Why do Mexicans celebrate the Virgin of Guadalupe?

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In accordance with popular traditions, on Tuesday, December 12, 1531, the Virgin of Guadalupe appeared to the indigenous Juan Diego for the fourth time. The incident happened very early in the morning when the native of Cuautitlán went out looking for help for his uncle who was ill. The Patron of Mexico met the humble man next to a “Pocito” where she told him that her uncle was already healthy.

Thus, he asked him to climb to the top of the Tepeyac hill where he would find some roses, at a time and in a place where they did not bloom, which he could collect and bring before the bishop as proof of his miraculous encounters in which requested the construction of a temple in the vicinity of the place.

Around noon, Juan Diego was received by Bishop Zumárraga, who witnessed how several Castilian roses fell from Juan Diego’s ayate, at the same time that the image of the Virgin of Guadalupe was revealed on the fabric.

December 12, the day of the Guadalupana
After the miracle of the fourth apparition of the Virgin on December 12, 1531, the event has been celebrated with great devotion ever since. The first news of an official celebration date from 1667, when the bull of Pope Clement IX instituted December 12 as a feast day in honor of the Virgin of Guadalupe. By 1824, the Mexican National Congress declared December 12 as a National Holiday.

In 1988, the liturgical celebration of the Virgin was elevated to the rank of Feast also in all the dioceses of the United States of America. Currently, the expressions of Guadalupano love have multiplied: the pilgrims who celebrate the Virgin in La Villa number approximately three million.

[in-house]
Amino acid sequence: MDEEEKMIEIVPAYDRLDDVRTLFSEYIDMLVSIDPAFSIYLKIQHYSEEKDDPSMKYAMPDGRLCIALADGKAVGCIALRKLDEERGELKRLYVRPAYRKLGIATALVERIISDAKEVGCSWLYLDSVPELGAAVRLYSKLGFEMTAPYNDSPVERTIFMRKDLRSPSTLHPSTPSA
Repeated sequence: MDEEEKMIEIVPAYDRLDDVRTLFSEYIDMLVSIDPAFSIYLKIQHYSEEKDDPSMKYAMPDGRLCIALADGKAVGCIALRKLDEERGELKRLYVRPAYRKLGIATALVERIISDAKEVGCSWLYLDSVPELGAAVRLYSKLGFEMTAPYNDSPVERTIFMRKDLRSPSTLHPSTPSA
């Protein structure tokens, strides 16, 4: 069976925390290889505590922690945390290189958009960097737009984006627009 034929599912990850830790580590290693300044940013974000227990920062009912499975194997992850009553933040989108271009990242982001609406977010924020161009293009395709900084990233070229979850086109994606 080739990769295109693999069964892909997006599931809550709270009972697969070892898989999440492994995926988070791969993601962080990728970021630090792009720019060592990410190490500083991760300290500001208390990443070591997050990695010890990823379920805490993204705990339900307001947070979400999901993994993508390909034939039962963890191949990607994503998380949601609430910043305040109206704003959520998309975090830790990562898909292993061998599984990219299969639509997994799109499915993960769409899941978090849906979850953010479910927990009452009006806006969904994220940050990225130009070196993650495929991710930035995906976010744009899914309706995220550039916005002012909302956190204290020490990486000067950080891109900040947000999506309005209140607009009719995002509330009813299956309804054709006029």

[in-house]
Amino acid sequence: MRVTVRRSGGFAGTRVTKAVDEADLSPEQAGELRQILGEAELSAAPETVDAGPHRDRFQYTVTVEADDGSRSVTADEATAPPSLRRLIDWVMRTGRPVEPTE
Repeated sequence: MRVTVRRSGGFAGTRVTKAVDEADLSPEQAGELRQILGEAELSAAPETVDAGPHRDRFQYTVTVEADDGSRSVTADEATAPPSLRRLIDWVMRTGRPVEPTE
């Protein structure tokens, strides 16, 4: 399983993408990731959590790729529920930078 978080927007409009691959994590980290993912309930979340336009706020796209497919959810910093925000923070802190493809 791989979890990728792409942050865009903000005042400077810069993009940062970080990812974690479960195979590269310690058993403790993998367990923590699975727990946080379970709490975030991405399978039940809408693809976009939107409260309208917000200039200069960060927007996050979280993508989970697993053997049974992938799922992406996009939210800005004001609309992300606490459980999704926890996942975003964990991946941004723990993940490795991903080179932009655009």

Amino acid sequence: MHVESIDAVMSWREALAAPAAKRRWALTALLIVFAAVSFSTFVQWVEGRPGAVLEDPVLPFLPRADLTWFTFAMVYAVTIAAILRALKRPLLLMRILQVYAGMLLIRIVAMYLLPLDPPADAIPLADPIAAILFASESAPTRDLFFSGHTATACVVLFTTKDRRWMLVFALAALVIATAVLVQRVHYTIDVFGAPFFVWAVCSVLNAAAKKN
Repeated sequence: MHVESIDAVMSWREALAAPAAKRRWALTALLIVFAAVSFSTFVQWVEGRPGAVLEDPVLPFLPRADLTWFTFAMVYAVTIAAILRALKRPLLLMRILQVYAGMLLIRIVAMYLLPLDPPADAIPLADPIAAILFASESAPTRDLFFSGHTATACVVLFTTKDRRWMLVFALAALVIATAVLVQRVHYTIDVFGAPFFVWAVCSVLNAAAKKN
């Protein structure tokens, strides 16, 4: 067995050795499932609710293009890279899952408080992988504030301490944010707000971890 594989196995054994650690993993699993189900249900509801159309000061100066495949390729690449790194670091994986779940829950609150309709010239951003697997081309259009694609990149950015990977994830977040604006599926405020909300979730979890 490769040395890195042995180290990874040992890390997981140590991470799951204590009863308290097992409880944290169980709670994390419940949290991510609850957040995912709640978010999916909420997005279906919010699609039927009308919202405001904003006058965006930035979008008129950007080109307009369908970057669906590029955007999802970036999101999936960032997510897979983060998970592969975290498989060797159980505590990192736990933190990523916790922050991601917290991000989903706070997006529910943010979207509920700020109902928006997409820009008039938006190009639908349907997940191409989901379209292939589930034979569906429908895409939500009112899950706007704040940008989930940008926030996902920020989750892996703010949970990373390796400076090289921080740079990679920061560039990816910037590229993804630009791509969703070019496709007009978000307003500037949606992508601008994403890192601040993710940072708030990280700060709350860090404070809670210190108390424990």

Year after year, the festivities begin on the eve of December 12, with the interpretation of “Las Mañanitas” by famous Mexican and Latin American artists who pay homage to the Virgin Morena.

Meanwhile, on foot or in buses, cars, and bicycles, the pilgrims are joining in from different parts of the country. Usually, they keep coming until they completely occupy the Basilica and the great Atrium of the Americas, in one of the most notable acts of religious fervor on the continent, in order to pay tribute to the Virgin of Guadalupe in her day. However, due to the health crisis caused by the coronavirus pandemic.

As is tradition, the celebrations begin on December 11 at 6:45 p.m. with the popular serenade to the Virgin of Guadalupe, followed by various tributes until midnight. when the traditional song known as “Las Mañanitas” is sung.

All early morning and until 8:00 p.m. On December 12, a series of Masses continues, the most important of which is the one dedicated to the Celebration and Blessing of the Roses, at midday.

Source: El Financiero

Mexico Daily Post